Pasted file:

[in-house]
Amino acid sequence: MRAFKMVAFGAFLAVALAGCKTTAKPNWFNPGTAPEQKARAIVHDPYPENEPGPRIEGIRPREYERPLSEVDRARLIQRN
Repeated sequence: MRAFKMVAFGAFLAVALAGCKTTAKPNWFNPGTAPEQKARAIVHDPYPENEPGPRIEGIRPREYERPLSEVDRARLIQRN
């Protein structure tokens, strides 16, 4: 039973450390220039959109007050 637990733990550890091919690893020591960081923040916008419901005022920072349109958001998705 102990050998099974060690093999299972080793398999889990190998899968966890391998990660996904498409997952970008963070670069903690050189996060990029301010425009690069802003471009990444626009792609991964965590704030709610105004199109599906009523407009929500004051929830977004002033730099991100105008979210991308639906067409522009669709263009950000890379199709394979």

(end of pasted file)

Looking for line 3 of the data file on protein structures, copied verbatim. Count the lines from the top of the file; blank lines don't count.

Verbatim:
Repeated sequence: MRAFKMVAFGAFLAVALAGCKTTAKPNWFNPGTAPEQKARAIVHDPYPENEPGPRIEGIRPREYERPLSEVDRARLIQRN